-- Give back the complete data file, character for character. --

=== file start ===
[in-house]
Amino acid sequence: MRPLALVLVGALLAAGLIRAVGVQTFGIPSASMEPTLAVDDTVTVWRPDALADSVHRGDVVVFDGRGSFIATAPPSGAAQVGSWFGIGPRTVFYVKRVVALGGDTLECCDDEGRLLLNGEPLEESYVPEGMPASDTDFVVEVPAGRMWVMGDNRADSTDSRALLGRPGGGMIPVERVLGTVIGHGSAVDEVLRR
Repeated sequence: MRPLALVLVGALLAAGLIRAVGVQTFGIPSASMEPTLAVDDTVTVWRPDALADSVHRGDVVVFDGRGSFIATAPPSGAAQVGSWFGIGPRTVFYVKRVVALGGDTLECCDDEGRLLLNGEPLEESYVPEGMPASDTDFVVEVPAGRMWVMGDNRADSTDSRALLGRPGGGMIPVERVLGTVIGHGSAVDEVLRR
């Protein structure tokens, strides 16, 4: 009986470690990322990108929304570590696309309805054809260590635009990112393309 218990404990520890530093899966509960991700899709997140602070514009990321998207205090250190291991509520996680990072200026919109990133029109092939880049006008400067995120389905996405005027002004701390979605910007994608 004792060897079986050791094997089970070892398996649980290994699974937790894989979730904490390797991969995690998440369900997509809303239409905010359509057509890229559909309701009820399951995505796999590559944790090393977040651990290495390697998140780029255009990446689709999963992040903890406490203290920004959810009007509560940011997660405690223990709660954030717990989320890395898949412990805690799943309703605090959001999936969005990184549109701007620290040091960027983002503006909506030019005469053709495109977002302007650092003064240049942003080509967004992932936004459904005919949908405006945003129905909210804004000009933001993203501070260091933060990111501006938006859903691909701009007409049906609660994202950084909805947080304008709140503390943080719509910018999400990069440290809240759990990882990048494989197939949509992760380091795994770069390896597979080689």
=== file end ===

[in-house]
Amino acid sequence: MRPLALVLVGALLAAGLIRAVGVQTFGIPSASMEPTLAVDDTVTVWRPDALADSVHRGDVVVFDGRGSFIATAPPSGAAQVGSWFGIGPRTVFYVKRVVALGGDTLECCDDEGRLLLNGEPLEESYVPEGMPASDTDFVVEVPAGRMWVMGDNRADSTDSRALLGRPGGGMIPVERVLGTVIGHGSAVDEVLRR
Repeated sequence: MRPLALVLVGALLAAGLIRAVGVQTFGIPSASMEPTLAVDDTVTVWRPDALADSVHRGDVVVFDGRGSFIATAPPSGAAQVGSWFGIGPRTVFYVKRVVALGGDTLECCDDEGRLLLNGEPLEESYVPEGMPASDTDFVVEVPAGRMWVMGDNRADSTDSRALLGRPGGGMIPVERVLGTVIGHGSAVDEVLRR
């Protein structure tokens, strides 16, 4: 009986470690990322990108929304570590696309309805054809260590635009990112393309 218990404990520890530093899966509960991700899709997140602070514009990321998207205090250190291991509520996680990072200026919109990133029109092939880049006008400067995120389905996405005027002004701390979605910007994608 004792060897079986050791094997089970070892398996649980290994699974937790894989979730904490390797991969995690998440369900997509809303239409905010359509057509890229559909309701009820399951995505796999590559944790090393977040651990290495390697998140780029255009990446689709999963992040903890406490203290920004959810009007509560940011997660405690223990709660954030717990989320890395898949412990805690799943309703605090959001999936969005990184549109701007620290040091960027983002503006909506030019005469053709495109977002302007650092003064240049942003080509967004992932936004459904005919949908405006945003129905909210804004000009933001993203501070260091933060990111501006938006859903691909701009007409049906609660994202950084909805947080304008709140503390943080719509910018999400990069440290809240759990990882990048494989197939949509992760380091795994770069390896597979080689």